Making a Lie Acceptable      (by Jon Shuler​​)

The most destructive thing it is possible to do to a believer is to make them doubt. It is a form of “making one of these little ones stumble” that Jesus spoke so strongly against. Yet this is what began to happen to Christian leaders with great speed in the twentieth century. First among educated elites, then in time at some of the academically rigorous seminaries, then at almost all of them, then in the churches. And as we said last week, it began by undermining the confidence of simple believers in the historicity of Genesis, but it ended with the rejection of much of the New Testament.

From the earliest of records, the best biblical commentators had distinguished between different literary types in the Holy Scriptures. It was not necessary to hold all of them to a “literal test,” but it was believed that all of them were given to God’s People by his divine sovereignty. They were “written for our learning,” they could “not be broken,” and they were God’s Word. For all Christians the first phrase of Genesis, “In the beginning God created,” was enfolded in the first phrase of John, “In the beginning was the Word.”

There was only one way for the creature to know the mind of God, and that was if the Creator spoke. To believe the Scriptures were true was an article of faith.

When widespread criticism of the historicity of the Pentateuch had prevailed, by the mid 1930’s, it was not long before the same critique was leveled at parts of the Gospels, but especially at the Apostle Paul. Perceived differences in grammar and style were said to be evidence that a “lover of Paul” had written some of the letters attributed to him. This was especially thought to be so of the Pastoral Letters (I & II Timothy, Titus) and Ephesians. What was widely argued was the theory that “pseudonymous authorship” was common in the early centuries, so it was to be expected in the church. Unfortunately, in time, this was to make a lie acceptable.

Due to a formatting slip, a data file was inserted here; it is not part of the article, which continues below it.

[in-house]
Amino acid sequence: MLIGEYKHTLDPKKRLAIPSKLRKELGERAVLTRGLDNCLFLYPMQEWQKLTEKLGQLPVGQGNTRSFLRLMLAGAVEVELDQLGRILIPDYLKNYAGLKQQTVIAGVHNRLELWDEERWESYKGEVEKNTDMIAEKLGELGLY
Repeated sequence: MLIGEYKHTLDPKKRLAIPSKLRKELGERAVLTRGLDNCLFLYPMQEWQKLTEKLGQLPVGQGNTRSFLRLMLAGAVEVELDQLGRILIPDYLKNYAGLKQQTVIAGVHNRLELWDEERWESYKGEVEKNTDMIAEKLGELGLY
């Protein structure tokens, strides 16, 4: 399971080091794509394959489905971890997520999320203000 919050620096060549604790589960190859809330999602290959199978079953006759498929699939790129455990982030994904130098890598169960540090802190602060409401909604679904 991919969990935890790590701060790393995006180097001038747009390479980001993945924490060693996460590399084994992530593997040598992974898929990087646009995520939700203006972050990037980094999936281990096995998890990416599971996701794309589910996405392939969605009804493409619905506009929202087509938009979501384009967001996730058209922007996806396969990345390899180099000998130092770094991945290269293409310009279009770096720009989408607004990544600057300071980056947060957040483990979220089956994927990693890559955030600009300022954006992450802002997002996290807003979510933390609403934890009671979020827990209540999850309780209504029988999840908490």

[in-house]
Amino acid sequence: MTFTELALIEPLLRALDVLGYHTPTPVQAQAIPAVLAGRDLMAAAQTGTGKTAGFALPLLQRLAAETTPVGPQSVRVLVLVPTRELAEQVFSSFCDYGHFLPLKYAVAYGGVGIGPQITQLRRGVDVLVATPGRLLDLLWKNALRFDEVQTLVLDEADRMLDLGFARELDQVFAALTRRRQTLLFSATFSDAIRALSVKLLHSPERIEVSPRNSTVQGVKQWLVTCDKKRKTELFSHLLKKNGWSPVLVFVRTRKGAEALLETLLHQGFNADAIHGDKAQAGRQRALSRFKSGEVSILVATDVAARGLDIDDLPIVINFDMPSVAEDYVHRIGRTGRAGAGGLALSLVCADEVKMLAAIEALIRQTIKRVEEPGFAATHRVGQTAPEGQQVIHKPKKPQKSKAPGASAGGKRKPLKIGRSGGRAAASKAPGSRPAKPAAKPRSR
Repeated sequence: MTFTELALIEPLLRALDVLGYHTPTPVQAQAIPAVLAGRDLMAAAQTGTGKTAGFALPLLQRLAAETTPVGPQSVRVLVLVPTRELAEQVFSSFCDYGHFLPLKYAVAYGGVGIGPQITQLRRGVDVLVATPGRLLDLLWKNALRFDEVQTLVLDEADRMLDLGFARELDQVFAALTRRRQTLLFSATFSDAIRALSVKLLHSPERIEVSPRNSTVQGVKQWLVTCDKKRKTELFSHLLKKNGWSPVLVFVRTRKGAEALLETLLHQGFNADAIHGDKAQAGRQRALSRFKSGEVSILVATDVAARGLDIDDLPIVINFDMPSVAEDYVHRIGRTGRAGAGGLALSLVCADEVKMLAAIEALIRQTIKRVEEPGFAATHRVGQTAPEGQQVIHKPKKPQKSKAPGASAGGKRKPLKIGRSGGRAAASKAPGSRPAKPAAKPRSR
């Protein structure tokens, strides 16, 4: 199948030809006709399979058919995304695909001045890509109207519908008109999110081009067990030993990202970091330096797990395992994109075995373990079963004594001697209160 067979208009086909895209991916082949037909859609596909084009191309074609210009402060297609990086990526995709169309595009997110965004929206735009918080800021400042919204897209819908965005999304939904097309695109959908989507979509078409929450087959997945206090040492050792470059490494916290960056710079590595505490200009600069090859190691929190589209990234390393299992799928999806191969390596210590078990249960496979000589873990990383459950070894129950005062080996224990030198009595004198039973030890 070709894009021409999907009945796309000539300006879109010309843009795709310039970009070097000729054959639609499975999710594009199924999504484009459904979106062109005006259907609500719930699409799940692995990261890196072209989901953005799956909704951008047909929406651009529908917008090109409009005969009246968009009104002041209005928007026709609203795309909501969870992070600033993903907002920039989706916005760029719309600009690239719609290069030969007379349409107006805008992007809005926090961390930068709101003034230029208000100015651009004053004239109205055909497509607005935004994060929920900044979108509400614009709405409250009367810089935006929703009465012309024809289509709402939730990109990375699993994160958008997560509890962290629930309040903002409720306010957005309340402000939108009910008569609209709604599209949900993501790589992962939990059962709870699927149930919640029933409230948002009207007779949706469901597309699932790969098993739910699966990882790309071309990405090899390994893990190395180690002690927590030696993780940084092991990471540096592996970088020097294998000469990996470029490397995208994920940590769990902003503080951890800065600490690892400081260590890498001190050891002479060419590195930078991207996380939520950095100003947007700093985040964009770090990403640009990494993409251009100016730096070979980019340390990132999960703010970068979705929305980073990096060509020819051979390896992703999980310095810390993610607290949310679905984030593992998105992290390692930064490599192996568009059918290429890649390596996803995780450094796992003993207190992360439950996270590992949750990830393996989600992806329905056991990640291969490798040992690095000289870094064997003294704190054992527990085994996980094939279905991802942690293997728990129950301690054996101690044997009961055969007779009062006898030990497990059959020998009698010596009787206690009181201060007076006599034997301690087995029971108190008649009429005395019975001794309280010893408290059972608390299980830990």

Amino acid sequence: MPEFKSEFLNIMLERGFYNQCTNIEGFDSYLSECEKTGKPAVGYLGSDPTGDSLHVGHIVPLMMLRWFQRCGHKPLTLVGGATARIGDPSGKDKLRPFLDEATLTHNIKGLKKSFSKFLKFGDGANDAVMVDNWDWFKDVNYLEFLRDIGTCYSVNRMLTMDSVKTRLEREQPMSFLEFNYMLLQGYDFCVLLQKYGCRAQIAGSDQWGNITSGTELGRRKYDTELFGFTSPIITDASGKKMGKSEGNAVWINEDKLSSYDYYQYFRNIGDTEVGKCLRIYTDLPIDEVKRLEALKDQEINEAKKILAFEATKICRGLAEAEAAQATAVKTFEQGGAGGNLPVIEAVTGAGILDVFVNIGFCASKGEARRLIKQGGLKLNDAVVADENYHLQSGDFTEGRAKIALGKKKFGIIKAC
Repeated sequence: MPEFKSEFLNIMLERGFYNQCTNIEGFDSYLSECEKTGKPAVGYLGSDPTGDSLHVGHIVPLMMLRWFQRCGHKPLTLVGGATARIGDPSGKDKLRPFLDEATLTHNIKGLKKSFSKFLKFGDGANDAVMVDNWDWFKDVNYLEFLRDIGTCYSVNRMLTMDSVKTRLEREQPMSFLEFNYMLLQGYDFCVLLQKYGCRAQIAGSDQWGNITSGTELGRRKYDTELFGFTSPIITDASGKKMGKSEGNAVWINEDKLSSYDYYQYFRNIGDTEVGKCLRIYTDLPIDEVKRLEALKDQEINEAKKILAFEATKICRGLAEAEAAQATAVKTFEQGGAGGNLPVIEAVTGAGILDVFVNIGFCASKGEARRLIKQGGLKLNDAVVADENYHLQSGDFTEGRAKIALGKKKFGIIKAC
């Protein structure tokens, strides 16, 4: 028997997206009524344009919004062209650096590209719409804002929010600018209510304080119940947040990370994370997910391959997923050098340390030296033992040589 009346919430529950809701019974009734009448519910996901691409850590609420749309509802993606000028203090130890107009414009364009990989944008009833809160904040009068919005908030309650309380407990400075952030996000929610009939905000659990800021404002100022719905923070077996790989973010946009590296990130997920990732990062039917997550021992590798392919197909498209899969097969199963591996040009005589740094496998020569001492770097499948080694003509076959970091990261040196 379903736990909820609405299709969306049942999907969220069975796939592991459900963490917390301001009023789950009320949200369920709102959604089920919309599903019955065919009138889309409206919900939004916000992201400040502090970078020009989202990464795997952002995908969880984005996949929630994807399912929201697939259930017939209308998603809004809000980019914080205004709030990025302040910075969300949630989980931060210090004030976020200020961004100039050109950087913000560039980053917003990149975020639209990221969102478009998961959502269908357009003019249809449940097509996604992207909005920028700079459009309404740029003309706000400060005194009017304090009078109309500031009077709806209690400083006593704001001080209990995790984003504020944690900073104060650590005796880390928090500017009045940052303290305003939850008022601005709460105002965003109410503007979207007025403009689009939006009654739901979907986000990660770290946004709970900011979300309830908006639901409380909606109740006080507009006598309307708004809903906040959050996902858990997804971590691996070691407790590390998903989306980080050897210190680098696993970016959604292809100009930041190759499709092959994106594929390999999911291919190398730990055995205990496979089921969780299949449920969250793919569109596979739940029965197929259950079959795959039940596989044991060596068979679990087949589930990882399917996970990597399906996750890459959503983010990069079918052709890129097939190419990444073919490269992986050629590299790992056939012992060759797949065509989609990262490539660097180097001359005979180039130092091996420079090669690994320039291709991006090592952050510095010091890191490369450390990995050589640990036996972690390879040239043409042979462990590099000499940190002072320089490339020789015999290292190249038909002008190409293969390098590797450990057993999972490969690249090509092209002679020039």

From the beginning of God’s call to Israel, to lie was considered to violate one of the most sacred of trusts. To lie, to be a false witness, was to violate the Moral Law of God.

Among the followers of Jesus his teaching that Satan is the “Father of lies,” was at the heart of the life of the community. From the earliest of times Paul was aware that there were liars among the churches, and that the godly should be very careful to distinguish between what was true and what was false. To claim that a “lover of Paul” would violate so central a doctrine of the one who had discipled him, and pretend to write in his name, would have been contrary to all that true believers held dear. To falsely write in Paul’s name was to lie. The church believed that all Paul’s letters were genuine and true.

Those who reject the canonical writings of Paul place themselves against “the apostle’s teaching,” and have departed from the faith of the Christian Church by doing so. They have been led to doubt by the Enemy. The true church believes the Holy Spirit guided the writers and the selection. The faithful echo their Lord when tempted: “It is written.”

Those leaders, and churches, that have departed from this path must repent.

 

Next Week: Rejecting the Sabbath.

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